Ocean Renewable Power Company

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Ocean Renewable Power Company (ORPC) is a tidal energy company based in Portland, Maine.[1] The company develops new technologies to produce hydrokinetic electric power from tidal, river, and ocean currents. It completed an eight-month pilot project to generate energy using the technology in 2013.[2]

After five years of planning, the company installed an underwater turbine to use the tides to generate clean, renewable energy. The unit[3] is nearly 100 feet long and sixty feet below the water's surface.[4] The project, located in Cobscook Bay, on the west side of Eastport, Maine [5] transmitted the first electricity ever delivered to an electricity grid from an ocean resource in North or South America. The only comparable project uses a dam in Nova Scotia. ORPC completed an eight-month pilot project to generate energy from its Cobscook Bay project.[6]

The turbines are a cross-flow design in which the axis of rotation is perpendicular to the flow of water [7] and shaped like stretched out and twisted water wheels and work on the same principle: as the tide comes and goes the turbine spins, generating electricity, which is then transmitted through a buried power cable to a small on shore station. And from there it is fed to the public electrical grid. The equipment's below water. There are marker buoys for the project area. The technology doesn't just apply to tidal, it applies to river and offshore ocean currents, such as the Gulf Stream.[4]

It is a $21 million project funded almost equally between private and public sources. The Energy Department invested $10 million in it. It produces enough electricity for 25 homes. Said Jose Zayas, director of the Wind and Water Power Technologies Office at the Department of Energy, "These first pioneering projects are complicated (and) really breaking new ground."[4] Said Paul Jacobson, an ocean energy expert at the Palo Alto, Calif.-based Electric Power Research Institute. "With this project, these tidal power devices have finally crossed the threshold into commercial development." [5]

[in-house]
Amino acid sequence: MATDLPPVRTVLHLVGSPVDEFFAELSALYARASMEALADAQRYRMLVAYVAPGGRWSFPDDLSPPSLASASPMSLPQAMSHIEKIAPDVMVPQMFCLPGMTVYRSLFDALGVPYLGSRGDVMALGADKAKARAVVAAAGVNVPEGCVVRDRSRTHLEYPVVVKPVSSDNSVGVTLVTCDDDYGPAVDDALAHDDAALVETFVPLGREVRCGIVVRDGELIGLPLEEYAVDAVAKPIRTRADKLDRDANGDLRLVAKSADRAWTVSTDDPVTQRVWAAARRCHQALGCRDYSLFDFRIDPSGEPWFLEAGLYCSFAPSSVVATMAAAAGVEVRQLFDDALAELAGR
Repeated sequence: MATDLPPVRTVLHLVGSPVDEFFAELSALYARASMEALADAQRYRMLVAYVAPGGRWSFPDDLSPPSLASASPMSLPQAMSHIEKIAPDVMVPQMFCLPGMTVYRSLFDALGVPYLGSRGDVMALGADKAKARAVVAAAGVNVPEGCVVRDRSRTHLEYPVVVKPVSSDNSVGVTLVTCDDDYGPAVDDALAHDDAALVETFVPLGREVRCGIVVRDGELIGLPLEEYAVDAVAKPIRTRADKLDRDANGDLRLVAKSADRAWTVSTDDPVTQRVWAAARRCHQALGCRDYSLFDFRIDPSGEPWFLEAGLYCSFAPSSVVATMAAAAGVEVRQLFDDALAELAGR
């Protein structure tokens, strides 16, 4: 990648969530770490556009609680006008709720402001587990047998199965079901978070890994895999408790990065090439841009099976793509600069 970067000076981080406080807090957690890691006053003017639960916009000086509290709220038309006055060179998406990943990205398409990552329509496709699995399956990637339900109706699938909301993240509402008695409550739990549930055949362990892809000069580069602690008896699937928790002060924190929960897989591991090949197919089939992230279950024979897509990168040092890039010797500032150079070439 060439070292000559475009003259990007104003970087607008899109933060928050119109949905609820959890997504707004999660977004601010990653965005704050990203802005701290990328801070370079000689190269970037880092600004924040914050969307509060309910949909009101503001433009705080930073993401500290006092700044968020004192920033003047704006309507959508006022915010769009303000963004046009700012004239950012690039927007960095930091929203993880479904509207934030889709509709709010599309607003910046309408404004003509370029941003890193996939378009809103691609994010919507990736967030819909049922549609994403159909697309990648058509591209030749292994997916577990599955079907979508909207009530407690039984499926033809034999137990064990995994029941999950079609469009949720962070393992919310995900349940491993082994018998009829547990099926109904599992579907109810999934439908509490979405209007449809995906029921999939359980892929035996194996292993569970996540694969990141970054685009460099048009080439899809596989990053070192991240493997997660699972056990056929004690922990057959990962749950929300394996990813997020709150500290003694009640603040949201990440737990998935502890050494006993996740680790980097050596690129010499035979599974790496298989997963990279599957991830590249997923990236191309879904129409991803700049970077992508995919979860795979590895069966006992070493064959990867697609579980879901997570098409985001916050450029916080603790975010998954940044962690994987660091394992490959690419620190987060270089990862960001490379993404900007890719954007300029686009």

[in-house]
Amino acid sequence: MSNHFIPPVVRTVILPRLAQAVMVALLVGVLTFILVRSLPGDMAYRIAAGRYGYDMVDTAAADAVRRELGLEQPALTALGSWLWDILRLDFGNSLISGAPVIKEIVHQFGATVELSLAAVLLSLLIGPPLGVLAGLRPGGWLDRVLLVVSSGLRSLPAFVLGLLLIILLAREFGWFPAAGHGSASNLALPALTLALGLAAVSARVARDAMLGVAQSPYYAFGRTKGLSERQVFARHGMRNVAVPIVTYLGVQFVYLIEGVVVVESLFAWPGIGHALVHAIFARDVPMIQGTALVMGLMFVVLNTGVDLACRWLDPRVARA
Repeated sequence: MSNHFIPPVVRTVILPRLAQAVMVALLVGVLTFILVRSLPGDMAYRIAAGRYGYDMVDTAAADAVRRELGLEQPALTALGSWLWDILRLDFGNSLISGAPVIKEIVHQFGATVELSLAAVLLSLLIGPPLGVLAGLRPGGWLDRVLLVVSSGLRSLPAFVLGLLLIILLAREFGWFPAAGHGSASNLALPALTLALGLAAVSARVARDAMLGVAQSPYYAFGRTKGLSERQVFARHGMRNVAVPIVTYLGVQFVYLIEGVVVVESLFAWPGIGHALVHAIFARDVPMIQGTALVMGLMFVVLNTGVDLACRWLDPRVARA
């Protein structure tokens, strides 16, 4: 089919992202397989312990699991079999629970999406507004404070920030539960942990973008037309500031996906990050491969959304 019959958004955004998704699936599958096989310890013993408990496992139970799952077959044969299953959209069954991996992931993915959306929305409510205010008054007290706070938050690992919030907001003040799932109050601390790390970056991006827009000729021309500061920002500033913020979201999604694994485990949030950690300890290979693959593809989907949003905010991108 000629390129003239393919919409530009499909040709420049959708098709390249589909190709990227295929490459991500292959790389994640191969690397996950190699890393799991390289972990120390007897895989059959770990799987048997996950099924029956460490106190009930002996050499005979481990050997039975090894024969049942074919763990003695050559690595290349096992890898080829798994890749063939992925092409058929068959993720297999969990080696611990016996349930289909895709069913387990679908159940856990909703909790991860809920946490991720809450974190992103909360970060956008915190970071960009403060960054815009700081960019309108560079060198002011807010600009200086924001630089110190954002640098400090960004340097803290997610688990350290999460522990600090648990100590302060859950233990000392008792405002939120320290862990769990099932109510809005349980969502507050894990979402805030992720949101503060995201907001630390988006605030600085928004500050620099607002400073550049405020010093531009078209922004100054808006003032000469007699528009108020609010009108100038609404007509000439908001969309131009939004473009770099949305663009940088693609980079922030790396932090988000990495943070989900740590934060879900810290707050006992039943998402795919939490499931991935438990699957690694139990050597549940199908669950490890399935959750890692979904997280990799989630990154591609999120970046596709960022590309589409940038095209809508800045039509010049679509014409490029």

ORPC pursued and won the first contract with the Maine Public Utilities Commission to provide up to 5 megawatts of tidal power. ORPC will receive 21.5 cents per kilowatt hour produced, which is higher than the fluctuating price paid to producers on the open electricity market. They determined that the economic benefits that would accrue to the state would be a factor of 1.8, meaning more money would be returned to the Maine economy through jobs and taxes than was being invested in the higher rate paid.[8] Maine's state senate president, Kevin Raye, described the deal as major milestone "in the 80-year effort to commercially harness the vast power of the tides”.[1] ORPC plans to deploy additional TidGens at the 60-acre site in Cobscook Bay. The project will come online in phases.[1]

References[edit]

  1. ^ a b c Pentland, William (2012-04-29). "Maine Takes Tidal Power to Next Level". Forbes. Retrieved 31 December 2013. 
  2. ^ The Little Town that Might James Fallows Dec 22 2013 The Atlantic
  3. ^ Ocean Renewable Power Company (ORPC), USA. "Chain of Horizontal Gorlov turbines being installed in Cobscook Bay, Maine, USA". Image. Retrieved 31 December 2013. 
  4. ^ a b c "Can a Small Maine Town's Innovation Turn the Tides on Sustainable Energy?". PBS NewsHour. 2013-09-15. Retrieved 31 December 2013. 
  5. ^ a b Woodard, Colin (2012-07-21). "Maine company leading way as tidal energy comes of age". Maine Sunday Telegram. Retrieved 30 December 2013. 
  6. ^ Fallows, James (22 December 2013). "Eastport, Maine: The Little Town that Might". The Atlantic. Retrieved 31 December 2013. 
  7. ^ Fountain, Henry (2010-04-22). "Generating Megawatts Like Clockwork". The New York Times. Retrieved 31 December 2013. 
  8. ^ Groening, Tom (2012-09-13). "Electricity flows from ocean turbine to grid for first time in western hemisphere". Bangor Daily News. Retrieved 31 December 2013. 

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